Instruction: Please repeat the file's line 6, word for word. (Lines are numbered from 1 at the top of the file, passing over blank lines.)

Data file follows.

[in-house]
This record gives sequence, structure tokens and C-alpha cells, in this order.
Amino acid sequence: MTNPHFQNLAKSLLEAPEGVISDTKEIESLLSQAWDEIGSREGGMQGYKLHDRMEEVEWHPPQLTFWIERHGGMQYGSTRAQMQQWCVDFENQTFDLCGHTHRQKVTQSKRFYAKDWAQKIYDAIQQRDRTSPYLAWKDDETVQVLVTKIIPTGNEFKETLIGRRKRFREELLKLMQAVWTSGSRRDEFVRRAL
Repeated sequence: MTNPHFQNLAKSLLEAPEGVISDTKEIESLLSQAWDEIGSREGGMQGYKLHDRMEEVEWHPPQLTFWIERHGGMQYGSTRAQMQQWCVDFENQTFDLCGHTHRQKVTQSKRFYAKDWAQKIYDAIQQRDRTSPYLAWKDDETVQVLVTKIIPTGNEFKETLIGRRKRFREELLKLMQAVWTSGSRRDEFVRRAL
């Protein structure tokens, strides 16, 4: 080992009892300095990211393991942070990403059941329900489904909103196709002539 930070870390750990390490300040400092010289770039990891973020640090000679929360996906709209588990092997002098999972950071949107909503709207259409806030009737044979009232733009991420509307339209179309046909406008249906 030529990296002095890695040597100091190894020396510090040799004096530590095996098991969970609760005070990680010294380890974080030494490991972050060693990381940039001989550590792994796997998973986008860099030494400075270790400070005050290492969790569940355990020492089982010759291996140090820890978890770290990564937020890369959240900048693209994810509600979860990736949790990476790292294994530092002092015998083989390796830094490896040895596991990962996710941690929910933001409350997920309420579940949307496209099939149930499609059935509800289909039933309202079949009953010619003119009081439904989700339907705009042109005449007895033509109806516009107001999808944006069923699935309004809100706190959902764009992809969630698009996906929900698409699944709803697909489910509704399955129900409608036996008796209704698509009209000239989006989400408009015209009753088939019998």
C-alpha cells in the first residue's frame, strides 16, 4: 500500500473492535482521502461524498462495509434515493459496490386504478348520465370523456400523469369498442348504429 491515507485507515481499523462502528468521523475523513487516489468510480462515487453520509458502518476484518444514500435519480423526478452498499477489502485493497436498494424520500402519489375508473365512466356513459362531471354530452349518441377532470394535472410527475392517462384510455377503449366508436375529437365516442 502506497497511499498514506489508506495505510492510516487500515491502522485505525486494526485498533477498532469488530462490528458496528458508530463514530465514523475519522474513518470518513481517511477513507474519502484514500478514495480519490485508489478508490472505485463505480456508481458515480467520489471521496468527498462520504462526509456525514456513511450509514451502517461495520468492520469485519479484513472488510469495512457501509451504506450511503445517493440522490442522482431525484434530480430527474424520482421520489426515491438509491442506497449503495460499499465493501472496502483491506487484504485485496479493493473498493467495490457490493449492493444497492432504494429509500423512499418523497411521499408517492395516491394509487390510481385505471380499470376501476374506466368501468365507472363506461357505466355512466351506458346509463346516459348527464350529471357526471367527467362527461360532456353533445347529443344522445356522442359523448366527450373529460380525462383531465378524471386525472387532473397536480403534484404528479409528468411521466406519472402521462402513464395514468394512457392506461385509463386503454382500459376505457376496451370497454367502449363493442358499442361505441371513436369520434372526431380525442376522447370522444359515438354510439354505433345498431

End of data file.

C-alpha cells in the first residue's frame, strides 16, 4: 500500500473492535482521502461524498462495509434515493459496490386504478348520465370523456400523469369498442348504429 491515507485507515481499523462502528468521523475523513487516489468510480462515487453520509458502518476484518444514500435519480423526478452498499477489502485493497436498494424520500402519489375508473365512466356513459362531471354530452349518441377532470394535472410527475392517462384510455377503449366508436375529437365516442 502506497497511499498514506489508506495505510492510516487500515491502522485505525486494526485498533477498532469488530462490528458496528458508530463514530465514523475519522474513518470518513481517511477513507474519502484514500478514495480519490485508489478508490472505485463505480456508481458515480467520489471521496468527498462520504462526509456525514456513511450509514451502517461495520468492520469485519479484513472488510469495512457501509451504506450511503445517493440522490442522482431525484434530480430527474424520482421520489426515491438509491442506497449503495460499499465493501472496502483491506487484504485485496479493493473498493467495490457490493449492493444497492432504494429509500423512499418523497411521499408517492395516491394509487390510481385505471380499470376501476374506466368501468365507472363506461357505466355512466351506458346509463346516459348527464350529471357526471367527467362527461360532456353533445347529443344522445356522442359523448366527450373529460380525462383531465378524471386525472387532473397536480403534484404528479409528468411521466406519472402521462402513464395514468394512457392506461385509463386503454382500459376505457376496451370497454367502449363493442358499442361505441371513436369520434372526431380525442376522447370522444359515438354510439354505433345498431